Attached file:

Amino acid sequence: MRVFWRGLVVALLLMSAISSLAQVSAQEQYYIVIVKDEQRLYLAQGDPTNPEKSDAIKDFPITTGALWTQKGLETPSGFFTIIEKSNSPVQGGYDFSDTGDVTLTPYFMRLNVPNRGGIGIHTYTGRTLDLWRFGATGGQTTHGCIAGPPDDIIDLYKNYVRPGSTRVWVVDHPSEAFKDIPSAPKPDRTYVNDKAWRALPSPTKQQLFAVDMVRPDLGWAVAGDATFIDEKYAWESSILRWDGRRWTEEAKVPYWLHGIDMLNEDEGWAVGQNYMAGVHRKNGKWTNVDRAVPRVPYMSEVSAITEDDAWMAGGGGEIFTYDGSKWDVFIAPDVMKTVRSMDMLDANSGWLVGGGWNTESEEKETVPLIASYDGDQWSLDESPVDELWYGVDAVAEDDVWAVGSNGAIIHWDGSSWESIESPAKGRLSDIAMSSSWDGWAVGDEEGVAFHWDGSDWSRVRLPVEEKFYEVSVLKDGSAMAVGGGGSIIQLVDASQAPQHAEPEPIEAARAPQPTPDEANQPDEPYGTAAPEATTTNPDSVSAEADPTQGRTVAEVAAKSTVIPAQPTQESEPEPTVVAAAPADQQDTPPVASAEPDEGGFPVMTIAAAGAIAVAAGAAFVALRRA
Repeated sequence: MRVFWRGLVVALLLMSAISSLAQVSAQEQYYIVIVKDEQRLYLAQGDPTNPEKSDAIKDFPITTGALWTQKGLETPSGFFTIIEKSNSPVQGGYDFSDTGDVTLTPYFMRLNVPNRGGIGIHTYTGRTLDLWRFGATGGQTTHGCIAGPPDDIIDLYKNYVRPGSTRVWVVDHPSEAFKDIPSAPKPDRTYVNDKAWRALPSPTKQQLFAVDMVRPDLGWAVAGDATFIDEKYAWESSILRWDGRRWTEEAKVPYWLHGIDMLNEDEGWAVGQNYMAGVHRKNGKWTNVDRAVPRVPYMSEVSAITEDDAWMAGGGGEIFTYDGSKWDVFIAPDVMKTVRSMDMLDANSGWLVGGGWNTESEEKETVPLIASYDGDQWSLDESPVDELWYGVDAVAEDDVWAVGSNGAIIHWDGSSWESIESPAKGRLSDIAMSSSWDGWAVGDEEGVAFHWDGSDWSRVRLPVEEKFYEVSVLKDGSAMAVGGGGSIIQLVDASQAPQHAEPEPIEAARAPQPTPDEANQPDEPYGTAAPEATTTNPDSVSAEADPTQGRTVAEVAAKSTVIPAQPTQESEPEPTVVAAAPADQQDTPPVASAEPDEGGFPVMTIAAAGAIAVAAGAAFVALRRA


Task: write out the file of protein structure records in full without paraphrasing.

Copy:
Amino acid sequence: MRVFWRGLVVALLLMSAISSLAQVSAQEQYYIVIVKDEQRLYLAQGDPTNPEKSDAIKDFPITTGALWTQKGLETPSGFFTIIEKSNSPVQGGYDFSDTGDVTLTPYFMRLNVPNRGGIGIHTYTGRTLDLWRFGATGGQTTHGCIAGPPDDIIDLYKNYVRPGSTRVWVVDHPSEAFKDIPSAPKPDRTYVNDKAWRALPSPTKQQLFAVDMVRPDLGWAVAGDATFIDEKYAWESSILRWDGRRWTEEAKVPYWLHGIDMLNEDEGWAVGQNYMAGVHRKNGKWTNVDRAVPRVPYMSEVSAITEDDAWMAGGGGEIFTYDGSKWDVFIAPDVMKTVRSMDMLDANSGWLVGGGWNTESEEKETVPLIASYDGDQWSLDESPVDELWYGVDAVAEDDVWAVGSNGAIIHWDGSSWESIESPAKGRLSDIAMSSSWDGWAVGDEEGVAFHWDGSDWSRVRLPVEEKFYEVSVLKDGSAMAVGGGGSIIQLVDASQAPQHAEPEPIEAARAPQPTPDEANQPDEPYGTAAPEATTTNPDSVSAEADPTQGRTVAEVAAKSTVIPAQPTQESEPEPTVVAAAPADQQDTPPVASAEPDEGGFPVMTIAAAGAIAVAAGAAFVALRRA
Repeated sequence: MRVFWRGLVVALLLMSAISSLAQVSAQEQYYIVIVKDEQRLYLAQGDPTNPEKSDAIKDFPITTGALWTQKGLETPSGFFTIIEKSNSPVQGGYDFSDTGDVTLTPYFMRLNVPNRGGIGIHTYTGRTLDLWRFGATGGQTTHGCIAGPPDDIIDLYKNYVRPGSTRVWVVDHPSEAFKDIPSAPKPDRTYVNDKAWRALPSPTKQQLFAVDMVRPDLGWAVAGDATFIDEKYAWESSILRWDGRRWTEEAKVPYWLHGIDMLNEDEGWAVGQNYMAGVHRKNGKWTNVDRAVPRVPYMSEVSAITEDDAWMAGGGGEIFTYDGSKWDVFIAPDVMKTVRSMDMLDANSGWLVGGGWNTESEEKETVPLIASYDGDQWSLDESPVDELWYGVDAVAEDDVWAVGSNGAIIHWDGSSWESIESPAKGRLSDIAMSSSWDGWAVGDEEGVAFHWDGSDWSRVRLPVEEKFYEVSVLKDGSAMAVGGGGSIIQLVDASQAPQHAEPEPIEAARAPQPTPDEANQPDEPYGTAAPEATTTNPDSVSAEADPTQGRTVAEVAAKSTVIPAQPTQESEPEPTVVAAAPADQQDTPPVASAEPDEGGFPVMTIAAAGAIAVAAGAAFVALRRA